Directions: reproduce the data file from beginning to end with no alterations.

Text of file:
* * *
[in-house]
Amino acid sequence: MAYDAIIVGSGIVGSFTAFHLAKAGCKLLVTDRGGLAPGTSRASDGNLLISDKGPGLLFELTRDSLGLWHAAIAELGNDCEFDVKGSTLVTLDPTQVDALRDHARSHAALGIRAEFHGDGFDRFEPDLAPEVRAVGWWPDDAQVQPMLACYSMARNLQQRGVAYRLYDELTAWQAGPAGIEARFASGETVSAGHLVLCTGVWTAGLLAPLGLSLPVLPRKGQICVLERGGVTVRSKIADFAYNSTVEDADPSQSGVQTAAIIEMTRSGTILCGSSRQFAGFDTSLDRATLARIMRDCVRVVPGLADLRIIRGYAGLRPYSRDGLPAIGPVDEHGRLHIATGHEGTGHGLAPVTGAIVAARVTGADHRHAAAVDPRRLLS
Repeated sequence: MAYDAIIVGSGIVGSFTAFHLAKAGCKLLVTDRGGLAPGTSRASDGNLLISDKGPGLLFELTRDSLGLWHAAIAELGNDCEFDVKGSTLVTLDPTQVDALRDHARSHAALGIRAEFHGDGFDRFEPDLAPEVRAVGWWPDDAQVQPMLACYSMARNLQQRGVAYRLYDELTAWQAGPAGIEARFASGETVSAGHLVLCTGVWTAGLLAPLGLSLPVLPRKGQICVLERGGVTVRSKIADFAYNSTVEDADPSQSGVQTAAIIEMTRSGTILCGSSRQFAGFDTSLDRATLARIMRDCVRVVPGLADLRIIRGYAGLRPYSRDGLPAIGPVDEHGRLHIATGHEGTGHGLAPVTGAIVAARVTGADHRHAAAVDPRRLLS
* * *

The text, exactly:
[in-house]
Amino acid sequence: MAYDAIIVGSGIVGSFTAFHLAKAGCKLLVTDRGGLAPGTSRASDGNLLISDKGPGLLFELTRDSLGLWHAAIAELGNDCEFDVKGSTLVTLDPTQVDALRDHARSHAALGIRAEFHGDGFDRFEPDLAPEVRAVGWWPDDAQVQPMLACYSMARNLQQRGVAYRLYDELTAWQAGPAGIEARFASGETVSAGHLVLCTGVWTAGLLAPLGLSLPVLPRKGQICVLERGGVTVRSKIADFAYNSTVEDADPSQSGVQTAAIIEMTRSGTILCGSSRQFAGFDTSLDRATLARIMRDCVRVVPGLADLRIIRGYAGLRPYSRDGLPAIGPVDEHGRLHIATGHEGTGHGLAPVTGAIVAARVTGADHRHAAAVDPRRLLS
Repeated sequence: MAYDAIIVGSGIVGSFTAFHLAKAGCKLLVTDRGGLAPGTSRASDGNLLISDKGPGLLFELTRDSLGLWHAAIAELGNDCEFDVKGSTLVTLDPTQVDALRDHARSHAALGIRAEFHGDGFDRFEPDLAPEVRAVGWWPDDAQVQPMLACYSMARNLQQRGVAYRLYDELTAWQAGPAGIEARFASGETVSAGHLVLCTGVWTAGLLAPLGLSLPVLPRKGQICVLERGGVTVRSKIADFAYNSTVEDADPSQSGVQTAAIIEMTRSGTILCGSSRQFAGFDTSLDRATLARIMRDCVRVVPGLADLRIIRGYAGLRPYSRDGLPAIGPVDEHGRLHIATGHEGTGHGLAPVTGAIVAARVTGADHRHAAAVDPRRLLS